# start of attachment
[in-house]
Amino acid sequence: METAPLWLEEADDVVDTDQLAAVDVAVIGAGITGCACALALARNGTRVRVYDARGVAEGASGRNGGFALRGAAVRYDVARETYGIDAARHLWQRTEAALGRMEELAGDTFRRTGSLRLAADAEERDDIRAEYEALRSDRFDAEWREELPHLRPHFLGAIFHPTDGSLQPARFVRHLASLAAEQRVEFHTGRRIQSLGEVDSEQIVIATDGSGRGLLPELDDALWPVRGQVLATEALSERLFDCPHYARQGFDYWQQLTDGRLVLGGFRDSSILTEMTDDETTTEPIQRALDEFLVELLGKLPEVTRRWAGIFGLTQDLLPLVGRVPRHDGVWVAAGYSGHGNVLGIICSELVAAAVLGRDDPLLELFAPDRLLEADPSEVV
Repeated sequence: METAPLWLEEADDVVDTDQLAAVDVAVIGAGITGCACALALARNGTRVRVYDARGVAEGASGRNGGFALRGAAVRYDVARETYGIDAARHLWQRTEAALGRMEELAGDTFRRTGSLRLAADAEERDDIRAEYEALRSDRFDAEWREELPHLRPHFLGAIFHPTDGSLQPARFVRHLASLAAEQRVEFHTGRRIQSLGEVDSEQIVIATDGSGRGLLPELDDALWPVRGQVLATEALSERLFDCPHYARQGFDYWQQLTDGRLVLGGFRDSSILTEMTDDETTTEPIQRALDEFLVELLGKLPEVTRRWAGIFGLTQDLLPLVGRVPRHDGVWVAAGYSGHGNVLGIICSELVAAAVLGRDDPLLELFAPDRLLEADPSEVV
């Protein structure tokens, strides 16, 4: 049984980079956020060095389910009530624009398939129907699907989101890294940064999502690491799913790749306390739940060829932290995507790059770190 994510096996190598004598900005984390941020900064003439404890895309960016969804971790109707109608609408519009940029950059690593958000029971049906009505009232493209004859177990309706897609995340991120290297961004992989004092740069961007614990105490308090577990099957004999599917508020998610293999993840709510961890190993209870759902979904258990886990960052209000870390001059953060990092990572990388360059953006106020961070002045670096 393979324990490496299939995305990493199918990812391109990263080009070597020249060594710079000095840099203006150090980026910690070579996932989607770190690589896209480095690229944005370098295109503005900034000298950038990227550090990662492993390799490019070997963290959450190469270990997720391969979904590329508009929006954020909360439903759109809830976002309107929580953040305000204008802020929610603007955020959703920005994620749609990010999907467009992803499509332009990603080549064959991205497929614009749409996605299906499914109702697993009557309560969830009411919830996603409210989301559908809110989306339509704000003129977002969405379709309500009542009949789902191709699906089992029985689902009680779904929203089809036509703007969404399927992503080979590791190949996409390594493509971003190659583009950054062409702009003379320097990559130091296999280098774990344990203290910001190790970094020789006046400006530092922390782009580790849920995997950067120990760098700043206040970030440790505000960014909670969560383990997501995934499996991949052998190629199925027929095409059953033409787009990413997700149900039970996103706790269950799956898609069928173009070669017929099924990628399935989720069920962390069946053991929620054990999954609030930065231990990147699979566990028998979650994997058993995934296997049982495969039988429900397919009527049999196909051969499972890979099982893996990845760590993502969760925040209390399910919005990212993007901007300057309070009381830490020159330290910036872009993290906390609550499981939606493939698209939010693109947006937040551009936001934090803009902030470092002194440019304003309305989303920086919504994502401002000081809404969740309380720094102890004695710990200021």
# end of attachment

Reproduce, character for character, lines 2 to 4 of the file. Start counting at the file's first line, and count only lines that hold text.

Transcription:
Amino acid sequence: METAPLWLEEADDVVDTDQLAAVDVAVIGAGITGCACALALARNGTRVRVYDARGVAEGASGRNGGFALRGAAVRYDVARETYGIDAARHLWQRTEAALGRMEELAGDTFRRTGSLRLAADAEERDDIRAEYEALRSDRFDAEWREELPHLRPHFLGAIFHPTDGSLQPARFVRHLASLAAEQRVEFHTGRRIQSLGEVDSEQIVIATDGSGRGLLPELDDALWPVRGQVLATEALSERLFDCPHYARQGFDYWQQLTDGRLVLGGFRDSSILTEMTDDETTTEPIQRALDEFLVELLGKLPEVTRRWAGIFGLTQDLLPLVGRVPRHDGVWVAAGYSGHGNVLGIICSELVAAAVLGRDDPLLELFAPDRLLEADPSEVV
Repeated sequence: METAPLWLEEADDVVDTDQLAAVDVAVIGAGITGCACALALARNGTRVRVYDARGVAEGASGRNGGFALRGAAVRYDVARETYGIDAARHLWQRTEAALGRMEELAGDTFRRTGSLRLAADAEERDDIRAEYEALRSDRFDAEWREELPHLRPHFLGAIFHPTDGSLQPARFVRHLASLAAEQRVEFHTGRRIQSLGEVDSEQIVIATDGSGRGLLPELDDALWPVRGQVLATEALSERLFDCPHYARQGFDYWQQLTDGRLVLGGFRDSSILTEMTDDETTTEPIQRALDEFLVELLGKLPEVTRRWAGIFGLTQDLLPLVGRVPRHDGVWVAAGYSGHGNVLGIICSELVAAAVLGRDDPLLELFAPDRLLEADPSEVV
């Protein structure tokens, strides 16, 4: 049984980079956020060095389910009530624009398939129907699907989101890294940064999502690491799913790749306390739940060829932290995507790059770190 994510096996190598004598900005984390941020900064003439404890895309960016969804971790109707109608609408519009940029950059690593958000029971049906009505009232493209004859177990309706897609995340991120290297961004992989004092740069961007614990105490308090577990099957004999599917508020998610293999993840709510961890190993209870759902979904258990886990960052209000870390001059953060990092990572990388360059953006106020961070002045670096 393979324990490496299939995305990493199918990812391109990263080009070597020249060594710079000095840099203006150090980026910690070579996932989607770190690589896209480095690229944005370098295109503005900034000298950038990227550090990662492993390799490019070997963290959450190469270990997720391969979904590329508009929006954020909360439903759109809830976002309107929580953040305000204008802020929610603007955020959703920005994620749609990010999907467009992803499509332009990603080549064959991205497929614009749409996605299906499914109702697993009557309560969830009411919830996603409210989301559908809110989306339509704000003129977002969405379709309500009542009949789902191709699906089992029985689902009680779904929203089809036509703007969404399927992503080979590791190949996409390594493509971003190659583009950054062409702009003379320097990559130091296999280098774990344990203290910001190790970094020789006046400006530092922390782009580790849920995997950067120990760098700043206040970030440790505000960014909670969560383990997501995934499996991949052998190629199925027929095409059953033409787009990413997700149900039970996103706790269950799956898609069928173009070669017929099924990628399935989720069920962390069946053991929620054990999954609030930065231990990147699979566990028998979650994997058993995934296997049982495969039988429900397919009527049999196909051969499972890979099982893996990845760590993502969760925040209390399910919005990212993007901007300057309070009381830490020159330290910036872009993290906390609550499981939606493939698209939010693109947006937040551009936001934090803009902030470092002194440019304003309305989303920086919504994502401002000081809404969740309380720094102890004695710990200021």